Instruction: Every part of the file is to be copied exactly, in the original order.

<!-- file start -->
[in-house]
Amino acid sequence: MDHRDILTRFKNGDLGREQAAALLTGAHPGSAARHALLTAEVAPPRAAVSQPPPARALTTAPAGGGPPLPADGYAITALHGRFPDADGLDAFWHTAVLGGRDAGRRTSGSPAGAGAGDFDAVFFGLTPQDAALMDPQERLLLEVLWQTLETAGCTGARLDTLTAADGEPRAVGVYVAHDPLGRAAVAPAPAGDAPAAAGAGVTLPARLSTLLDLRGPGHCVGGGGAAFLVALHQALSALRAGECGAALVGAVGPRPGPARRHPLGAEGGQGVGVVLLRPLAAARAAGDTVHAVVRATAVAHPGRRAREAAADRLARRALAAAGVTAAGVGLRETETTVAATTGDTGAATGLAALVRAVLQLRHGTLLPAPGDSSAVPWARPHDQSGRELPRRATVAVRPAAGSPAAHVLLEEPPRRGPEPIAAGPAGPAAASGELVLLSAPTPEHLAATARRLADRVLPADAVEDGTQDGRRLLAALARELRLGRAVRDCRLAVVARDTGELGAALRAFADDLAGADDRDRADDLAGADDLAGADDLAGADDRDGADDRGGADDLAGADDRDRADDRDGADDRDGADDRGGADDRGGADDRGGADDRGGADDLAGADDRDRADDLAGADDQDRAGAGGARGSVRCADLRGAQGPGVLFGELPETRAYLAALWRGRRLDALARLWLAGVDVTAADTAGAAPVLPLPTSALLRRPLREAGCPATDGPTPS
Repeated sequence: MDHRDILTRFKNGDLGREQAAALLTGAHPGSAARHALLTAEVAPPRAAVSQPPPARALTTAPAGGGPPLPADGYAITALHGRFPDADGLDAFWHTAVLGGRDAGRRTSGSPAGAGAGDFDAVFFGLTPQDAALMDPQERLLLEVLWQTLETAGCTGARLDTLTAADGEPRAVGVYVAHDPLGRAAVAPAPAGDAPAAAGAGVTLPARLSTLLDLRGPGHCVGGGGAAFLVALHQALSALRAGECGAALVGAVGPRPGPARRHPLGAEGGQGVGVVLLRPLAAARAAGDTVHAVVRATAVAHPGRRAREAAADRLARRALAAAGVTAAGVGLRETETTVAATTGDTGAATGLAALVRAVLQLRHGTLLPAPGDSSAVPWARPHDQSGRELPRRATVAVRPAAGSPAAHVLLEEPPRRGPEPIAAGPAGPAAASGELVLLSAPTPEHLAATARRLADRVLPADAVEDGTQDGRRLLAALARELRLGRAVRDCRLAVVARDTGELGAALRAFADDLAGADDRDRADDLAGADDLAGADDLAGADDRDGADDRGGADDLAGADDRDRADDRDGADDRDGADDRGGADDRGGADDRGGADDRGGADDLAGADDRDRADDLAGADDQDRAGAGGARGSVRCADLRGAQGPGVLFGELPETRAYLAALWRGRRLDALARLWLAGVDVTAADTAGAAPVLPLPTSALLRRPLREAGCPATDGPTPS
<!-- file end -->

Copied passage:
[in-house]
Amino acid sequence: MDHRDILTRFKNGDLGREQAAALLTGAHPGSAARHALLTAEVAPPRAAVSQPPPARALTTAPAGGGPPLPADGYAITALHGRFPDADGLDAFWHTAVLGGRDAGRRTSGSPAGAGAGDFDAVFFGLTPQDAALMDPQERLLLEVLWQTLETAGCTGARLDTLTAADGEPRAVGVYVAHDPLGRAAVAPAPAGDAPAAAGAGVTLPARLSTLLDLRGPGHCVGGGGAAFLVALHQALSALRAGECGAALVGAVGPRPGPARRHPLGAEGGQGVGVVLLRPLAAARAAGDTVHAVVRATAVAHPGRRAREAAADRLARRALAAAGVTAAGVGLRETETTVAATTGDTGAATGLAALVRAVLQLRHGTLLPAPGDSSAVPWARPHDQSGRELPRRATVAVRPAAGSPAAHVLLEEPPRRGPEPIAAGPAGPAAASGELVLLSAPTPEHLAATARRLADRVLPADAVEDGTQDGRRLLAALARELRLGRAVRDCRLAVVARDTGELGAALRAFADDLAGADDRDRADDLAGADDLAGADDLAGADDRDGADDRGGADDLAGADDRDRADDRDGADDRDGADDRGGADDRGGADDRGGADDRGGADDLAGADDRDRADDLAGADDQDRAGAGGARGSVRCADLRGAQGPGVLFGELPETRAYLAALWRGRRLDALARLWLAGVDVTAADTAGAAPVLPLPTSALLRRPLREAGCPATDGPTPS
Repeated sequence: MDHRDILTRFKNGDLGREQAAALLTGAHPGSAARHALLTAEVAPPRAAVSQPPPARALTTAPAGGGPPLPADGYAITALHGRFPDADGLDAFWHTAVLGGRDAGRRTSGSPAGAGAGDFDAVFFGLTPQDAALMDPQERLLLEVLWQTLETAGCTGARLDTLTAADGEPRAVGVYVAHDPLGRAAVAPAPAGDAPAAAGAGVTLPARLSTLLDLRGPGHCVGGGGAAFLVALHQALSALRAGECGAALVGAVGPRPGPARRHPLGAEGGQGVGVVLLRPLAAARAAGDTVHAVVRATAVAHPGRRAREAAADRLARRALAAAGVTAAGVGLRETETTVAATTGDTGAATGLAALVRAVLQLRHGTLLPAPGDSSAVPWARPHDQSGRELPRRATVAVRPAAGSPAAHVLLEEPPRRGPEPIAAGPAGPAAASGELVLLSAPTPEHLAATARRLADRVLPADAVEDGTQDGRRLLAALARELRLGRAVRDCRLAVVARDTGELGAALRAFADDLAGADDRDRADDLAGADDLAGADDLAGADDRDGADDRGGADDLAGADDRDRADDRDGADDRDGADDRGGADDRGGADDRGGADDRGGADDLAGADDRDRADDLAGADDQDRAGAGGARGSVRCADLRGAQGPGVLFGELPETRAYLAALWRGRRLDALARLWLAGVDVTAADTAGAAPVLPLPTSALLRRPLREAGCPATDGPTPS